It’s nice to be back playing professionally. It’s hard to put into words exactly how it feels… it’s been a while.
The sense of emotion you get competing on stage is probably the best feeling out there, especially when you’re in the moment and you’re actually performing well.
I can’t wait to be back out there, playing in front of a crowd again.
It’s something I’ve always wanted, from the very beginning of my esports career. I remember setting my sights on going pro in multiple different games but sucking at each and every one – there wasn’t any game that I was really good at.
When Overwatch was released, I set my sights on it and started grinding really hard to reach the top.
I stumbled upon other people who had a lot of experience competing in other games, through which I gained access to PUGs, scrims and teams – very naturally and organically, rather than trying to be discovered on the ladder.
I got to know a lot of good people and started to play with them in team environments. From there it was just a grind to get better and play in tournaments.
I was on a team named Rogue for a while. By the end of my time with them in 2016, we had been on the road for 10 weeks straight, living in hotel rooms and spending around 10 hours a day with each other.
I think we were kind of tired of being around each other and, eventually, that stress disrupted our practice and the relationships within the team.
It became too stressful to be enjoyable. We just weren’t having that good of a time playing with each other.
2016 was the year of the first Overwatch World Cup. The player selection process was different from how it is now; they had this voting system where fans got to vote on which players were selected.
Even though I’d been winning tournaments with Rogue, and we were considered to the best team around the fall of 2016, cocco was voted into the Sweden World Cup squad instead of me. He was on Team Envy and they were a more popular team than Rogue; they had more fans and voters.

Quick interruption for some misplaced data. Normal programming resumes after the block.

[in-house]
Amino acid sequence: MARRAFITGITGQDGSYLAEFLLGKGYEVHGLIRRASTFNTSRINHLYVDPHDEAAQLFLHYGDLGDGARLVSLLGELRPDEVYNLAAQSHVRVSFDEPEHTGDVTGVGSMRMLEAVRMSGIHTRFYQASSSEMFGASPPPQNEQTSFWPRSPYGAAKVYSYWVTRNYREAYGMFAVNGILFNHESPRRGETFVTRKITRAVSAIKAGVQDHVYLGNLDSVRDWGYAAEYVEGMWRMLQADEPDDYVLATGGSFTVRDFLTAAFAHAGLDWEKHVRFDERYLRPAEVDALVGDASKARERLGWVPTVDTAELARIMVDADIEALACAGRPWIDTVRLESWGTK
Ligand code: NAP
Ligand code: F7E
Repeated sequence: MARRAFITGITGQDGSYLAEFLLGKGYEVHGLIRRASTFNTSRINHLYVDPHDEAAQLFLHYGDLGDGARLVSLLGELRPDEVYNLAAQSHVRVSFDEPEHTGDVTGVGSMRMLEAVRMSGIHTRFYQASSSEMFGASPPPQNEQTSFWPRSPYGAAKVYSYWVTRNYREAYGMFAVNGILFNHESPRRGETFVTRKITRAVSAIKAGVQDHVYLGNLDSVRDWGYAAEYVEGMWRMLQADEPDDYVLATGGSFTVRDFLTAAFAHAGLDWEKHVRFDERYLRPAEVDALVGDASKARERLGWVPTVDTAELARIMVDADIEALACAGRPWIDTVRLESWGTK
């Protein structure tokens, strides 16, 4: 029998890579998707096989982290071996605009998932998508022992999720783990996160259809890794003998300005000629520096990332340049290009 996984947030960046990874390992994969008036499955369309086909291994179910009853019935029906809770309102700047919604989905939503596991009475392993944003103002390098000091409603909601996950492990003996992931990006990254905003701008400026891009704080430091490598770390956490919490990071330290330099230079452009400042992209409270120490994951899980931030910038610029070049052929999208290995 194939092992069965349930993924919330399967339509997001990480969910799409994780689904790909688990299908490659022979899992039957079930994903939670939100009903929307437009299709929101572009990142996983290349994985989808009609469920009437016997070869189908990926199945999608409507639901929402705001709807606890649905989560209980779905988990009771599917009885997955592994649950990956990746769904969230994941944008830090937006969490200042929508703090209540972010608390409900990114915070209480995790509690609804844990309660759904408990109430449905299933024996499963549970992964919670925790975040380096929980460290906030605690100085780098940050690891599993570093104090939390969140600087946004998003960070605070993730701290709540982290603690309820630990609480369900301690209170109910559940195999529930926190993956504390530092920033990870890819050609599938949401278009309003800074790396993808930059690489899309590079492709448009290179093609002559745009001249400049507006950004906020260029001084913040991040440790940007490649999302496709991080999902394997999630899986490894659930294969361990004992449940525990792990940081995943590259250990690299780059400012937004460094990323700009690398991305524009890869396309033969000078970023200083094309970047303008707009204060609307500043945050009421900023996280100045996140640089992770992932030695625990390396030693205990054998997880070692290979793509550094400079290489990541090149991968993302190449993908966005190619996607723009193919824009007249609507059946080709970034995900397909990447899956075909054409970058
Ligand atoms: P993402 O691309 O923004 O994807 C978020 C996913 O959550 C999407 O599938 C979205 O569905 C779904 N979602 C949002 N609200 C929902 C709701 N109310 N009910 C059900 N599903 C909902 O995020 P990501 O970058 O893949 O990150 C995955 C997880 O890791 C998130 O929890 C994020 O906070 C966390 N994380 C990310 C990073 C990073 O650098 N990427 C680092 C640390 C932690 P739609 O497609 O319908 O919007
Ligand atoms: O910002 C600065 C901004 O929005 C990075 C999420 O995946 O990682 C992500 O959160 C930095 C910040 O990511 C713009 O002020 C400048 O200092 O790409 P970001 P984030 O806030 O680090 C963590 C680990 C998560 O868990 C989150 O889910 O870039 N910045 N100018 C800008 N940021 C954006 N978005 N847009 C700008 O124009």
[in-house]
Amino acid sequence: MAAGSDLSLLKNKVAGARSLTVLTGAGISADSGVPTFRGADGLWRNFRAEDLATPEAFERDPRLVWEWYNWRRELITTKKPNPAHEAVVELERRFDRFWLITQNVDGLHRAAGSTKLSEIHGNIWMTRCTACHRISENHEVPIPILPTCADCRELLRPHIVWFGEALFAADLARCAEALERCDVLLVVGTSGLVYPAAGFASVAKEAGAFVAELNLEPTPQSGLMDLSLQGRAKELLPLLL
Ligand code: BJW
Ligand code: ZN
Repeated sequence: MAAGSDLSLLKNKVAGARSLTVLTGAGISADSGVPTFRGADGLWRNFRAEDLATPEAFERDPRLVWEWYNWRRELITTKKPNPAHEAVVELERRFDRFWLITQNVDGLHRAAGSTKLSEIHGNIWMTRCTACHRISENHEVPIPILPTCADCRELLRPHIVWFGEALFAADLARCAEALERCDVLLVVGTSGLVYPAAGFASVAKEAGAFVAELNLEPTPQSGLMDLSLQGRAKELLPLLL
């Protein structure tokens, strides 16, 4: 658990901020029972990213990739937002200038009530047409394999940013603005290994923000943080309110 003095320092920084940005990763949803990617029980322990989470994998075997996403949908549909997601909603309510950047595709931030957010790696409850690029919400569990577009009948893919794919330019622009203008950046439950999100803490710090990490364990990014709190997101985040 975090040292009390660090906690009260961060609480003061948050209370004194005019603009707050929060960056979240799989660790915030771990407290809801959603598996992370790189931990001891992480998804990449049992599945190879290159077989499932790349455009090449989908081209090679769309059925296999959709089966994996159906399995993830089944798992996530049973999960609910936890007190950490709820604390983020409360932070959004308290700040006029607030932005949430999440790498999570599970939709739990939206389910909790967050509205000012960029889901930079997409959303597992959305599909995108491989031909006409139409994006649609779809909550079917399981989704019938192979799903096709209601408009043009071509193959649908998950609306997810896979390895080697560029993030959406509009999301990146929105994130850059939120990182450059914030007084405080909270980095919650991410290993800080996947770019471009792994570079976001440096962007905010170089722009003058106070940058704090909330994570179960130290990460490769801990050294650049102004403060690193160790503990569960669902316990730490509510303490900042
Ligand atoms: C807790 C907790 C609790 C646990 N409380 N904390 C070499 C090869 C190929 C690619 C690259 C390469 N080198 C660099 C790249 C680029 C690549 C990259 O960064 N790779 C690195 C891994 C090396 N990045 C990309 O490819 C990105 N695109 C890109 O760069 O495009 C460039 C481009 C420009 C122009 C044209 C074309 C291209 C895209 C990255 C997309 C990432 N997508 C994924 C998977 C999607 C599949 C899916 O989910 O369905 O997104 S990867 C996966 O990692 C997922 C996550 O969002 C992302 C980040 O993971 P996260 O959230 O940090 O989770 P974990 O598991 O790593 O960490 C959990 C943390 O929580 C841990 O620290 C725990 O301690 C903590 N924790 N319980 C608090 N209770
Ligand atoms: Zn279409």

I was upset not to be picked, I felt I deserved it. From that moment on, I almost viewed cocco as my nemesis since he was on the other best team, EnVyUs, and he was the other Swedish tank player.
After that experience, both Tviq and I decided we wanted something completely different.
We went from a “hardcore” team in Rogue, where we were minimizing mistakes and giving each other criticism if we did something wrong, to a full Swedish team in Misfits, where it was a super nice atmosphere. We could speak our native language and we just felt like friends playing Overwatch.
Many of the players were at the top of the scene at the time, including myself, Nevix and Zebbosai, so expectations were high. We thought when we formed Misfits that we’d continue to be top players and a top team, just in a more relaxed environment.
It turned out that wasn’t the case. Our friendly environment just meant that we didn’t practice as hard as we did back on Rogue.
When the Overwatch World Cup came back around in 2017, there was the same discussion: Would it be me or cocco?
It was my time.
When I was picked for the 2017 Team Sweden World Cup roster, I was over the moon. After missing out in 2016 when I felt that I deserved to be there, I felt that I’d got my revenge in 2017.
Despite everything falling apart with Misfits, the Swedish team still advanced out of the Sydney Group Stage and qualified for the Top 8 at BlizzCon.
It was a good reset for me, especially after having such a hard time with Misfits. We were the best-paid team in Europe and we were supposed to win everything, instead, we were choking in the playoff stages at every tournament.
As a result, I had felt a lot of pressure going into the OWWC, so when we finally won with Team Sweden in the qualifier, it was such a relief. I felt a sense of happiness that I hadn’t experienced in months.